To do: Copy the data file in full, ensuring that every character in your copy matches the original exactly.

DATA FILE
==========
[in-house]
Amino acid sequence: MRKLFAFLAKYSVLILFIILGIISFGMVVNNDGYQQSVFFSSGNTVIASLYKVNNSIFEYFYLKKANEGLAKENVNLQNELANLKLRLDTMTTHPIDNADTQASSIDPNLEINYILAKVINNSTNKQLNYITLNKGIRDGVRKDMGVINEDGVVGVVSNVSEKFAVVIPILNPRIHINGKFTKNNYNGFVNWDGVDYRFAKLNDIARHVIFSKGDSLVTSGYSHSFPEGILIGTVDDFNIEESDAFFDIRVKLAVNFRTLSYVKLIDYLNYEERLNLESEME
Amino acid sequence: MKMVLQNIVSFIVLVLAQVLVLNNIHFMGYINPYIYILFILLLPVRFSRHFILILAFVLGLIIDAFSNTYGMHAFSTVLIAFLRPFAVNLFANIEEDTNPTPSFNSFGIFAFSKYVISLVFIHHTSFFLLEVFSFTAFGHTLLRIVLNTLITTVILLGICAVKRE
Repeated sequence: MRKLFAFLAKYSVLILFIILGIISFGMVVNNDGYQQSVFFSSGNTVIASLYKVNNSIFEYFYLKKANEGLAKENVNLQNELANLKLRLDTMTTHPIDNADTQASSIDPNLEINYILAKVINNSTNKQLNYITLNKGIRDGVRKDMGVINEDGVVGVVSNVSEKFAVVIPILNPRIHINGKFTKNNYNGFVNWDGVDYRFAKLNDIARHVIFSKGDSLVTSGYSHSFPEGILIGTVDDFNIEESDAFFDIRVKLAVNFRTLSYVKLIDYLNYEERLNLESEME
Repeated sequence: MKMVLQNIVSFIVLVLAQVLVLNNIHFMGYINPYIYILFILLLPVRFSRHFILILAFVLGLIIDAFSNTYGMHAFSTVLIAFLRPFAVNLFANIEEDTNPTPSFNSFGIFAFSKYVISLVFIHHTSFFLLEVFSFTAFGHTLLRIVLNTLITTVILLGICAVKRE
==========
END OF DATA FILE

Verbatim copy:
[in-house]
Amino acid sequence: MRKLFAFLAKYSVLILFIILGIISFGMVVNNDGYQQSVFFSSGNTVIASLYKVNNSIFEYFYLKKANEGLAKENVNLQNELANLKLRLDTMTTHPIDNADTQASSIDPNLEINYILAKVINNSTNKQLNYITLNKGIRDGVRKDMGVINEDGVVGVVSNVSEKFAVVIPILNPRIHINGKFTKNNYNGFVNWDGVDYRFAKLNDIARHVIFSKGDSLVTSGYSHSFPEGILIGTVDDFNIEESDAFFDIRVKLAVNFRTLSYVKLIDYLNYEERLNLESEME
Amino acid sequence: MKMVLQNIVSFIVLVLAQVLVLNNIHFMGYINPYIYILFILLLPVRFSRHFILILAFVLGLIIDAFSNTYGMHAFSTVLIAFLRPFAVNLFANIEEDTNPTPSFNSFGIFAFSKYVISLVFIHHTSFFLLEVFSFTAFGHTLLRIVLNTLITTVILLGICAVKRE
Repeated sequence: MRKLFAFLAKYSVLILFIILGIISFGMVVNNDGYQQSVFFSSGNTVIASLYKVNNSIFEYFYLKKANEGLAKENVNLQNELANLKLRLDTMTTHPIDNADTQASSIDPNLEINYILAKVINNSTNKQLNYITLNKGIRDGVRKDMGVINEDGVVGVVSNVSEKFAVVIPILNPRIHINGKFTKNNYNGFVNWDGVDYRFAKLNDIARHVIFSKGDSLVTSGYSHSFPEGILIGTVDDFNIEESDAFFDIRVKLAVNFRTLSYVKLIDYLNYEERLNLESEME
Repeated sequence: MKMVLQNIVSFIVLVLAQVLVLNNIHFMGYINPYIYILFILLLPVRFSRHFILILAFVLGLIIDAFSNTYGMHAFSTVLIAFLRPFAVNLFANIEEDTNPTPSFNSFGIFAFSKYVISLVFIHHTSFFLLEVFSFTAFGHTLLRIVLNTLITTVILLGICAVKRE